In recent times business headlines have been dominated by distress, chaos, and disaster. Terms such as ‘Eurozone debt crisis’, ‘Financial Meltdown’, and ‘Global Financial Crisis Two’ – yes we are currently playing out the sequel to an earlier crises – have become commonplace: ten a penny: staple expressions to describe the current economic climate.
“After experiencing two consecutive periods of contraction the UK economy is now in a double-dip recession” – this statement sounds more like a yoga class for pregnant women than a description of our country’s finances, but sadly this is where we stand.
UK GDP shrank by 0.2% in the first 3 months of 2012 due to a sharp decline in Construction Output, as orders from the Eurozone slowed down. This is bad news, but it could be a lot worse; PMI reports for Manufacturing, Services, and Construction have picked up significantly over the past couple of weeks and the Unemployment Rate has dropped. Many economic commentators – perhaps the same analysts who predicted a 0.1% growth in the first quarter – have questioned the accuracy of the negative result and are firmly of the belief that an upward revision will be made at a later date.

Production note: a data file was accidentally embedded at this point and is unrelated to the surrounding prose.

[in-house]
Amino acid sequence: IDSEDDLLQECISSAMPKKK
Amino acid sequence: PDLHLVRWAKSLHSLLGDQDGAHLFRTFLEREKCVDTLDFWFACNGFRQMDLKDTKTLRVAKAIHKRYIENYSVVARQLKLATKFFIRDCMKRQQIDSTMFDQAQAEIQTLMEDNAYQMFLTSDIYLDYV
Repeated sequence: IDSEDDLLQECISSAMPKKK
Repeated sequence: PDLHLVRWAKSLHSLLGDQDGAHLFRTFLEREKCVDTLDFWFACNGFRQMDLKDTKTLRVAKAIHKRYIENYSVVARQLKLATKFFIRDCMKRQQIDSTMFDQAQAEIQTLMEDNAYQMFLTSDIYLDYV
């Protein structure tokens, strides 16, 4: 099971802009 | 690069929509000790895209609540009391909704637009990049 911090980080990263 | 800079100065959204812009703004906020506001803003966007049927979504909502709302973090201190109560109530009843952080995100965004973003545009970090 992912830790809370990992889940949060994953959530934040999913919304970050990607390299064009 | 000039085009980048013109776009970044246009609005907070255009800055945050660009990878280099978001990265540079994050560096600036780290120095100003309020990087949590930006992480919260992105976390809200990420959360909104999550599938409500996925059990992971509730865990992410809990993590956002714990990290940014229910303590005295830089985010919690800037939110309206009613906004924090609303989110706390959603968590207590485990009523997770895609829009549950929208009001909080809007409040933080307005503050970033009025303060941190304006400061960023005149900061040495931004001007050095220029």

However, in the rest of the world (read the Eurozone) the bad news has not been accompanied with any such consolations.
- The French Presidential Election threatens to unsettle the European hierarchy, and could destabilise the fiscal compact.
- Australian Producer Inflation fell from 2.9% to 1.4% which combined with a fall in Consumer Price Inflation from 3.1% to 1.6% has raised the fears of an interest rate cut from the RBA.
- The Eurozone Government Debt-GDP Ratio increased from 85.3% to 87.2% as toxic austerity measures cause the debt pile to grow.
- The Eurozone PMI figures all shrunk further away from the 50.0 level that marks expansion from contraction.
- Italian and French Business Confidence surveys both showed a decline in investor outlook, which is worrying as these surveys have proven to be extremely accurate historically.
- Canadian Retail Sales fell by 0.2%.
- The US FOMC Press Conference saw Ben Bernanke describe the persistent issues that are weighing upon the US economy.
- Eurozone Business, Consumer, Economic, Industrial, and Services Confidence all fell.
- German and French Consumer Spending both posted declines.
- US annualised GDP shrunk from 2.5% to 2.2%.
- The Dutch government split up over austerity measure arguments, as did the Romanian parliament.
- Spain had its credit rating cut by Standard & Poor’s from A to BBB+.
- Spanish Retail Sales fell by 3.7%.
- Spanish Unemployment jumped up to 24.4%, and their 10-year government bond yields breached the 6.0% mark again.
- And last but not least Cristiano Ronaldo and Lionel Messi both missed penalties as Real Madrid and Barcelona were knocked out of the Champions League by Bayern Munich and Chelsea. In a torrid week for Spain, even the prospect of an El Clasico all Spanish final has eluded them.